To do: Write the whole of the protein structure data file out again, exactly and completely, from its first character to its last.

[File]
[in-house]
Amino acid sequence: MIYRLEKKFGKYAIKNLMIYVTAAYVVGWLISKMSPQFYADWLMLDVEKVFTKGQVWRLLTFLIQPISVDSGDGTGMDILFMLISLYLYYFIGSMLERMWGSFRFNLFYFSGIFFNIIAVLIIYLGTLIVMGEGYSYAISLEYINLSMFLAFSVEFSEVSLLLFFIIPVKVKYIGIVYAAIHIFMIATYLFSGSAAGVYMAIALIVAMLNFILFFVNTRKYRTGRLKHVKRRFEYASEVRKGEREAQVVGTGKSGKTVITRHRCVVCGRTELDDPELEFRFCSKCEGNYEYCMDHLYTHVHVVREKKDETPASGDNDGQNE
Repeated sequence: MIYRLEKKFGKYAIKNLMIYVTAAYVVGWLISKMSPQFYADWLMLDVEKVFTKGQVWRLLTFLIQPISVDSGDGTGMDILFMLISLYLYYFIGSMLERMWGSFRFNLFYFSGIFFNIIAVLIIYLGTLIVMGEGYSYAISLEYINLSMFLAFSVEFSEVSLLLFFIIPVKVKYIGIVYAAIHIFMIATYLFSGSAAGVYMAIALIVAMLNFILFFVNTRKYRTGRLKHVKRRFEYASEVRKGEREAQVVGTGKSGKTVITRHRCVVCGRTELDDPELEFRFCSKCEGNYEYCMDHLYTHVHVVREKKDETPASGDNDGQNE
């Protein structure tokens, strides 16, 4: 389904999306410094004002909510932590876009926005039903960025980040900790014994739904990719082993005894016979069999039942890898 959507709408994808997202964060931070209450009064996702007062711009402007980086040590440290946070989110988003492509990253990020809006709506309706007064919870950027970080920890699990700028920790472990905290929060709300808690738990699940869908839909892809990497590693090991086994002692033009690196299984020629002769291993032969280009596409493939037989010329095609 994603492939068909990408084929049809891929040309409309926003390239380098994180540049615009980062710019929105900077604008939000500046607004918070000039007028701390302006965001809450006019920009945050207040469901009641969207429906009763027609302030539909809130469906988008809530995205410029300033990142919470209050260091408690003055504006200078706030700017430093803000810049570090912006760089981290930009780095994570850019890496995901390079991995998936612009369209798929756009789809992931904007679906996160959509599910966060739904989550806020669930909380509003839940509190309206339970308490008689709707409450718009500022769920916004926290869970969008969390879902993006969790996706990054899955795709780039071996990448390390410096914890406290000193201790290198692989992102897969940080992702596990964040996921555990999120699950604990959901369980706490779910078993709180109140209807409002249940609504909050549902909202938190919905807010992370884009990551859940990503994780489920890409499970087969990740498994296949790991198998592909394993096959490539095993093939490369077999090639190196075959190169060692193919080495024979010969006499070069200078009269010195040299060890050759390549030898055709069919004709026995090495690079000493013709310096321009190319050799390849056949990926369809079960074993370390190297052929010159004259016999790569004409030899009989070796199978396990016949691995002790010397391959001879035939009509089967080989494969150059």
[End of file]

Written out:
[in-house]
Amino acid sequence: MIYRLEKKFGKYAIKNLMIYVTAAYVVGWLISKMSPQFYADWLMLDVEKVFTKGQVWRLLTFLIQPISVDSGDGTGMDILFMLISLYLYYFIGSMLERMWGSFRFNLFYFSGIFFNIIAVLIIYLGTLIVMGEGYSYAISLEYINLSMFLAFSVEFSEVSLLLFFIIPVKVKYIGIVYAAIHIFMIATYLFSGSAAGVYMAIALIVAMLNFILFFVNTRKYRTGRLKHVKRRFEYASEVRKGEREAQVVGTGKSGKTVITRHRCVVCGRTELDDPELEFRFCSKCEGNYEYCMDHLYTHVHVVREKKDETPASGDNDGQNE
Repeated sequence: MIYRLEKKFGKYAIKNLMIYVTAAYVVGWLISKMSPQFYADWLMLDVEKVFTKGQVWRLLTFLIQPISVDSGDGTGMDILFMLISLYLYYFIGSMLERMWGSFRFNLFYFSGIFFNIIAVLIIYLGTLIVMGEGYSYAISLEYINLSMFLAFSVEFSEVSLLLFFIIPVKVKYIGIVYAAIHIFMIATYLFSGSAAGVYMAIALIVAMLNFILFFVNTRKYRTGRLKHVKRRFEYASEVRKGEREAQVVGTGKSGKTVITRHRCVVCGRTELDDPELEFRFCSKCEGNYEYCMDHLYTHVHVVREKKDETPASGDNDGQNE
């Protein structure tokens, strides 16, 4: 389904999306410094004002909510932590876009926005039903960025980040900790014994739904990719082993005894016979069999039942890898 959507709408994808997202964060931070209450009064996702007062711009402007980086040590440290946070989110988003492509990253990020809006709506309706007064919870950027970080920890699990700028920790472990905290929060709300808690738990699940869908839909892809990497590693090991086994002692033009690196299984020629002769291993032969280009596409493939037989010329095609 994603492939068909990408084929049809891929040309409309926003390239380098994180540049615009980062710019929105900077604008939000500046607004918070000039007028701390302006965001809450006019920009945050207040469901009641969207429906009763027609302030539909809130469906988008809530995205410029300033990142919470209050260091408690003055504006200078706030700017430093803000810049570090912006760089981290930009780095994570850019890496995901390079991995998936612009369209798929756009789809992931904007679906996160959509599910966060739904989550806020669930909380509003839940509190309206339970308490008689709707409450718009500022769920916004926290869970969008969390879902993006969790996706990054899955795709780039071996990448390390410096914890406290000193201790290198692989992102897969940080992702596990964040996921555990999120699950604990959901369980706490779910078993709180109140209807409002249940609504909050549902909202938190919905807010992370884009990551859940990503994780489920890409499970087969990740498994296949790991198998592909394993096959490539095993093939490369077999090639190196075959190169060692193919080495024979010969006499070069200078009269010195040299060890050759390549030898055709069919004709026995090495690079000493013709310096321009190319050799390849056949990926369809079960074993370390190297052929010159004259016999790569004409030899009989070796199978396990016949691995002790010397391959001879035939009509089967080989494969150059």